European integration has proved to be a difficult issue for governments in many countries. Political leaders make deals, but in some member states the public seems markedly unenthusiastic. As Geddes1 explains, ‘the intensity of elite level debates about European integration within the political parties and in Parliament has not been matched by a similar fascination about European integration and its implications amongst the general public’. Many voters claim not to know about, not to understand and not to trust the EU and its workings. In Britain and some other countries, there is a high degree of scepticism about what is being done on their behalf.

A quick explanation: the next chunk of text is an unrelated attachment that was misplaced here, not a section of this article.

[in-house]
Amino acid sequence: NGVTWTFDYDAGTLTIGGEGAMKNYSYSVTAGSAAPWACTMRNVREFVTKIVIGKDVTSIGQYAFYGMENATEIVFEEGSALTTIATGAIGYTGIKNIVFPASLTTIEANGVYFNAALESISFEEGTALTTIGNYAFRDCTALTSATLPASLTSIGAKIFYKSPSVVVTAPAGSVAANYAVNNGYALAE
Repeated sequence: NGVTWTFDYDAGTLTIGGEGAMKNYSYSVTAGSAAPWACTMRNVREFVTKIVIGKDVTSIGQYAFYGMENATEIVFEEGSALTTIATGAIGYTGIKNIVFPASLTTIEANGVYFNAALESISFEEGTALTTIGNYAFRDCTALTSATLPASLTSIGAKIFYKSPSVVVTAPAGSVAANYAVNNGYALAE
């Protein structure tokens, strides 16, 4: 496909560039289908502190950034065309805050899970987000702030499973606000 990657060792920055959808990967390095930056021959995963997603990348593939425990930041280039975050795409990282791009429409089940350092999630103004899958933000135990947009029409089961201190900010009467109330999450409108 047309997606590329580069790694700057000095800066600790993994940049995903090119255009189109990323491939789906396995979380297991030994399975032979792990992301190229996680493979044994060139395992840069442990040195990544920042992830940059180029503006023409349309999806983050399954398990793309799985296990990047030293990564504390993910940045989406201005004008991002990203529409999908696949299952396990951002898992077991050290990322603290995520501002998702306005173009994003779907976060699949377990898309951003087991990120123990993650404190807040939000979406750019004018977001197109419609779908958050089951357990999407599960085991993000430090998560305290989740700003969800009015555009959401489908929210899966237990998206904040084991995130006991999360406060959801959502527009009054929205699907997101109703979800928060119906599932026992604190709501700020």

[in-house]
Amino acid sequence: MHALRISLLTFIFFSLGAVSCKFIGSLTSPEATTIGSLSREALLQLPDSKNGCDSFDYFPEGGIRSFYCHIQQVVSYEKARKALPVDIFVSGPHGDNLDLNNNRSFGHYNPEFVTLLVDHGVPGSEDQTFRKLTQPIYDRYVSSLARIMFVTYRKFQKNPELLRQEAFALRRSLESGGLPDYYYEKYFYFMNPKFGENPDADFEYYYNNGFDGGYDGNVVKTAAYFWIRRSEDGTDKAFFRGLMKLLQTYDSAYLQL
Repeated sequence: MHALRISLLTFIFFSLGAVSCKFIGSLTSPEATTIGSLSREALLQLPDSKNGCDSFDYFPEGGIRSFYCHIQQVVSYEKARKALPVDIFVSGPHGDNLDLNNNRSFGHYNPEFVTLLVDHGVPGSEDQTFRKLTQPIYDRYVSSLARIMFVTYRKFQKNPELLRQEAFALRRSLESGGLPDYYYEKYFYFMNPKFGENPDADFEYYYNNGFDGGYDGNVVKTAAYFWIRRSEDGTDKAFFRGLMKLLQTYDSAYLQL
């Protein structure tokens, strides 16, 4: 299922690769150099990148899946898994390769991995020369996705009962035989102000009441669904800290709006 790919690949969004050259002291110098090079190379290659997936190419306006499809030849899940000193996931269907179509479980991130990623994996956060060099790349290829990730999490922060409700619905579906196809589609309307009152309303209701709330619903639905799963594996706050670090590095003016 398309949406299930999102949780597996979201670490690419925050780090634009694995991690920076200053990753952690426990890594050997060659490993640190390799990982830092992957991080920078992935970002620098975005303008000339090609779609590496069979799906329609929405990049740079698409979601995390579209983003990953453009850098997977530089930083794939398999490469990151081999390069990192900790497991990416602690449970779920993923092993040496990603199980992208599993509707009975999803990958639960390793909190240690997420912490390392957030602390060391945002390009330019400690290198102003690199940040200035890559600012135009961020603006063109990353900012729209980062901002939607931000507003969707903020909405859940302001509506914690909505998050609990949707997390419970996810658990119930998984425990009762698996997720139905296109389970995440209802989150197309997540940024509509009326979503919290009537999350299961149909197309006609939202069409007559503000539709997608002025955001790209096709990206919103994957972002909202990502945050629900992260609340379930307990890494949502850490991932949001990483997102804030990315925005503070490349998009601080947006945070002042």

Common policies have resulted in a situation in which important powers have been transferred from member states to Brussels. Individual citizens are therefore much influenced by the decisions made by EU machinery. But their opportunities to influence the making of those decisions are limited. Integration has developed more effectively than has the process of making the Union accountable to its citizens. The Commission is not accountable, the Council of Ministers meets behind closed doors and only Parliament is elected – but as we have seen in Chapter 5, it has traditionally lacked teeth.
In this section we explore the opportunities for groups and individuals to make known their views about the way in which the Union is evolving. How are they enabled to participate in its political life and have direct or indirect links with those who make decisions?
There are four main channels through which the peoples of Europe can influence the policies pursued by those who have the power to make decisions: via elections, referendums, political parties and pressure groups.